STUDIES IN MALACHI No. 9
March 16, 2003
We come now to the fifth of Malachi’s six disputations. When I introduced the outline of this book I pointed out that there is a chiastic structure to the six disputations and that, as a result, disputation two is linked both stylistically and thematically to disputation five. Only in these two disputations do we find two questions put by the people instead of just one. And the subject in both disputations is broadly the same, Israel’s begrudging offerings, though in the second disputation the emphasis fell on the priests’ failure and here it falls on the people’s, in fact the priests are not mentioned. What is more – though I won’t take time to demonstrate this to you – there are very similar things said in both disputations and similar arguments used.
v.6 The immutability of God rests upon his perfect nature. As A.W. Pink once put it: “He cannot change for the better, for he is already perfect; and, being perfect, he cannot change for the worse.” [Attributes of God, 37]
v.7 It is God’s immutability that explains why Israel, though she violated God’s covenant with her generation after generation, has not been destroyed. The Lord is a merciful God, faithful to his covenant and to the promises he made to be Israel’s God. Israel’s present unfaithfulness is simply the continuation of a long-established pattern of covenant breaking. But, still, the Lord stands patiently ready to forgive his people if only they will repent and return to him.
The Hebrew verb translated “return” is a major theological term in the OT. The idea of “turning” is perhaps the chief way the Bible defines repentance: not simply a change of mind or the utterance of some approved words, but a real turning of one’s life, away from sin and toward the Lord with all that such a turning implies for a change of living as well as of thinking. Of course, when the Lord says, “if you return I will return to you…” he is saying that he has left them. The reason that the people are doing so poorly in different ways is because the Lord is not with them and he will not be with them unless they return to him. In v. 9 he will say explicitly that the entire nation is under a curse because of their sin.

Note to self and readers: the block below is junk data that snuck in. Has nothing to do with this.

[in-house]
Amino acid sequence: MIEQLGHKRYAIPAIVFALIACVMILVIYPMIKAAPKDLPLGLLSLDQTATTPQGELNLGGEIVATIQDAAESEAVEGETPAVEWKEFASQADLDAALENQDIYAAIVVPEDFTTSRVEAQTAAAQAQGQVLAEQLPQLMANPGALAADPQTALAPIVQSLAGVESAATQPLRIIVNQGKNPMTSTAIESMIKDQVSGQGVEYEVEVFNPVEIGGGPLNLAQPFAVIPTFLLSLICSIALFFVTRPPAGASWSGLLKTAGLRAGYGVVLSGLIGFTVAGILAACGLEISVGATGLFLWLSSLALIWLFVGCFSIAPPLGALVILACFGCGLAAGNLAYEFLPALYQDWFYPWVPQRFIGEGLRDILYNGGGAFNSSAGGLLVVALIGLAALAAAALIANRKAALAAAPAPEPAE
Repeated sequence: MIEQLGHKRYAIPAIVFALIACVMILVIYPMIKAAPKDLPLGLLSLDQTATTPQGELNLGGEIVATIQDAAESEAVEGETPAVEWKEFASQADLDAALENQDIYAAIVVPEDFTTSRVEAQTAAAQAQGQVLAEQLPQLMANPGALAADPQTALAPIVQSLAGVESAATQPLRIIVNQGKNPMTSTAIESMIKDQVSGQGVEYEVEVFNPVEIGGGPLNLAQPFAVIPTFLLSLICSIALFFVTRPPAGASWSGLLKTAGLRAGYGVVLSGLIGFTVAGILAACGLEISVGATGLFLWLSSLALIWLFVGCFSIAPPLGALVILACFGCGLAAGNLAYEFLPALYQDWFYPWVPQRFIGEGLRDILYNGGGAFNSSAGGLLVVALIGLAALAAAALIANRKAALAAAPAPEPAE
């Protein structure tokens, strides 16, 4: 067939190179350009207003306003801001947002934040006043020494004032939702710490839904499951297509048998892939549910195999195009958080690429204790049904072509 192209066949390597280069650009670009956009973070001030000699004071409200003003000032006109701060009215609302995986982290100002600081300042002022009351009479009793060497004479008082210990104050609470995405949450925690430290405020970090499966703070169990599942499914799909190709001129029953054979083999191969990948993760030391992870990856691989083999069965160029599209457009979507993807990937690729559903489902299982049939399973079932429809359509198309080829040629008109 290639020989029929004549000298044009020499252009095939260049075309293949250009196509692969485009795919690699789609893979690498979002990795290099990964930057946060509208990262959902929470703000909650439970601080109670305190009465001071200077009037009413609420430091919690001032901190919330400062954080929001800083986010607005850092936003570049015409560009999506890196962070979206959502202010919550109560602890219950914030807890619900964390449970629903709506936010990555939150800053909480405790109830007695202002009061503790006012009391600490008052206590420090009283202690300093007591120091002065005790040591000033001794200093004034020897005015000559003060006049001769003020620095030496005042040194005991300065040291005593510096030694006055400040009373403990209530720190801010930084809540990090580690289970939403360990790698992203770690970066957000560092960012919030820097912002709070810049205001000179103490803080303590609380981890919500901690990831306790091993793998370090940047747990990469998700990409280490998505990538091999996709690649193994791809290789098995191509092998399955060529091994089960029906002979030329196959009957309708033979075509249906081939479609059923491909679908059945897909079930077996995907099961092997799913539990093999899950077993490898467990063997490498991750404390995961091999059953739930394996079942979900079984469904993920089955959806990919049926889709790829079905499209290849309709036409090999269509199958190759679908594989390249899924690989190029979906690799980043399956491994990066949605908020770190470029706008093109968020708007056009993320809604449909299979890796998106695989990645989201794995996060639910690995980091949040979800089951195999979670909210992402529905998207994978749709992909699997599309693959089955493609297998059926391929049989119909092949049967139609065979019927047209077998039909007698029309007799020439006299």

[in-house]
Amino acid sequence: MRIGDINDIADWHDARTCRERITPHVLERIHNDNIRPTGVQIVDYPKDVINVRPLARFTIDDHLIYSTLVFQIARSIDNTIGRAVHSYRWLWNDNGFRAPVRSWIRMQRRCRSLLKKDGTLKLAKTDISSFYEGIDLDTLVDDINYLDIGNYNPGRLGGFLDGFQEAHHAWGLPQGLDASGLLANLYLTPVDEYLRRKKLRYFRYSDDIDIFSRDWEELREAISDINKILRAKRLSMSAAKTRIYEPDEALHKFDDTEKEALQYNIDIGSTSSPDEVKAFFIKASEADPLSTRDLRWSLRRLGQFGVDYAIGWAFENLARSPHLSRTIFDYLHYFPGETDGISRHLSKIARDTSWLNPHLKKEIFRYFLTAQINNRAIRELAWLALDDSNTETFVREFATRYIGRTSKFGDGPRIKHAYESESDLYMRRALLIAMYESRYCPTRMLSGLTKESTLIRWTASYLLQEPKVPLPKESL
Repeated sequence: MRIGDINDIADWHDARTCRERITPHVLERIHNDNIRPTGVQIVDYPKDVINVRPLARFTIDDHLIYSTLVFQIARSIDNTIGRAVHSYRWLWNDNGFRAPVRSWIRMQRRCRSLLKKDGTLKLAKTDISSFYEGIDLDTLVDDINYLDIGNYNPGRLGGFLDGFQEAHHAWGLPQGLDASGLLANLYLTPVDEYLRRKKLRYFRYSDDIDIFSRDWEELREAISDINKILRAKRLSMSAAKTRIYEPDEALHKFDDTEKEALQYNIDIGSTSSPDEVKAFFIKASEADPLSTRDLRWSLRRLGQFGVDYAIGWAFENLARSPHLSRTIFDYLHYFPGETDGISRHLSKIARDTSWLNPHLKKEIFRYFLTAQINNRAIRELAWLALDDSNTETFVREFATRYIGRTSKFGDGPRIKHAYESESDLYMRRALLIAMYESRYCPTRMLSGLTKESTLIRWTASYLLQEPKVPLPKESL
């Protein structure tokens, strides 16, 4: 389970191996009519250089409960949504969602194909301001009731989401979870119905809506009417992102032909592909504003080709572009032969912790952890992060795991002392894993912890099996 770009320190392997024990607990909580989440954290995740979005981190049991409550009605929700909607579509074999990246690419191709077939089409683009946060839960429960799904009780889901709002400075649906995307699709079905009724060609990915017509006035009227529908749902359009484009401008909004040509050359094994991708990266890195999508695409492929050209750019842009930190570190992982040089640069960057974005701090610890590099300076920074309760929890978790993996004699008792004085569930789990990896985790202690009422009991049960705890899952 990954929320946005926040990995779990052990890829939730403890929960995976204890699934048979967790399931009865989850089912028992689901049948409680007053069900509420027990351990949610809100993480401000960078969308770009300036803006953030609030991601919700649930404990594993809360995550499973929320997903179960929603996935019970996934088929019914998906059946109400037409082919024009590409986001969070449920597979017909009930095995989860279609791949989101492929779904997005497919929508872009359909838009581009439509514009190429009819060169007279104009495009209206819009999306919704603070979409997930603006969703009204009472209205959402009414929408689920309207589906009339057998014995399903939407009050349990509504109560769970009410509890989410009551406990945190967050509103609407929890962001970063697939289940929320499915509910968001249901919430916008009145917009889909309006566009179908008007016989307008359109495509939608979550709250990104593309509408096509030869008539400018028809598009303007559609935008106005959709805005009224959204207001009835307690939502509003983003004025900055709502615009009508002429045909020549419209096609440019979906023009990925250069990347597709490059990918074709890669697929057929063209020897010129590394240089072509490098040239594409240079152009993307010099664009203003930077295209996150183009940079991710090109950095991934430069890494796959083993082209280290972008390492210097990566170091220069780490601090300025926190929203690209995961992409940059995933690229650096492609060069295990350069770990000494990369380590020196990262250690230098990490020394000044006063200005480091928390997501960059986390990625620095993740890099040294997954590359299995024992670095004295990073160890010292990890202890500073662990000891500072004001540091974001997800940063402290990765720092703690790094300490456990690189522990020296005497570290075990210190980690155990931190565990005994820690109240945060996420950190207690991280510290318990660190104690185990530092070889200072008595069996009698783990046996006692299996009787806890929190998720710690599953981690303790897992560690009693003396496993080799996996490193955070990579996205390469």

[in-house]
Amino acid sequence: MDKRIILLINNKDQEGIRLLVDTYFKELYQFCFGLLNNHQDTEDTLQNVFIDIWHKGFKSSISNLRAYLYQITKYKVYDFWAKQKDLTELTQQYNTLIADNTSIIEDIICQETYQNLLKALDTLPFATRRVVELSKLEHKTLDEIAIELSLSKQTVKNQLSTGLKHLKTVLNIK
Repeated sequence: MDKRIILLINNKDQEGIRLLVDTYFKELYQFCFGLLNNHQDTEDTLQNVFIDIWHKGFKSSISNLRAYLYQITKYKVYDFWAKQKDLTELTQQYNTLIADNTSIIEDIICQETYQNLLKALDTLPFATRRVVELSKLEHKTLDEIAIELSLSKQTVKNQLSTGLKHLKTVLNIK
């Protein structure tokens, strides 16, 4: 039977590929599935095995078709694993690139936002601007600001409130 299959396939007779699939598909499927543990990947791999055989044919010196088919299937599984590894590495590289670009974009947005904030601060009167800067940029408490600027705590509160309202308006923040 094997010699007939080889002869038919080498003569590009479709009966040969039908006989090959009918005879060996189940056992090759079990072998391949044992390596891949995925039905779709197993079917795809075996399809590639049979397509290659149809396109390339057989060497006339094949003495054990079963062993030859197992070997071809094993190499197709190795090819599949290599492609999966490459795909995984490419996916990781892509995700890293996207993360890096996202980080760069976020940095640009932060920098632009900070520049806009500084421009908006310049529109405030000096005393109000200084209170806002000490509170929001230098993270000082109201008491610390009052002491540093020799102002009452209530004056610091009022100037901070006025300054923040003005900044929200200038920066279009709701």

It is, of course, a fact of biblical revelation and of the observation of human life that the knowledge of God’s withdrawing from his people is the knowledge of faith only. There are many people in the world today from whom the Lord has withdrawn himself who are quite sure that God is on their side. Their view of the world and of true faith is so corrupted that they cannot tell the difference between a world with and a world without God. [Stuart, 1366] There are many people who are suffering all sorts of deprivations and difficulties but who never attribute those troubles to their having been unfaithful to God. And, to be sure, sometimes the most faithful of all God’s people can have troubles, even very great troubles, that are in no way a reflection of God’s displeasure with them. Job is one example, Jesus is another, Paul is another.
v.8 How did not paying a tithe amount to robbing God? Well, the answer is that since Israel was taught early and often that everything she had belonged to the Lord and that she possesses what she has only temporarily, and since God had stated clearly that he expected the tithe to be given to him at appropriate times, to withhold it from him, to withhold his own property, is robbery. [Stuart, 1267] “The earth is the Lord’s and the fullness thereof.” Psalm 24:1 He told his people in Leviticus that “all the earth is mine” and “all the land is mine.” The firstborn, the firstfruits he tells them “belong to me.” Exod. 13:2. In Lev. 27:30 we read: “A tithe of everything from the land, whether grain from the soil or fruit from the trees, belongs to the Lord; it is holy to the Lord.”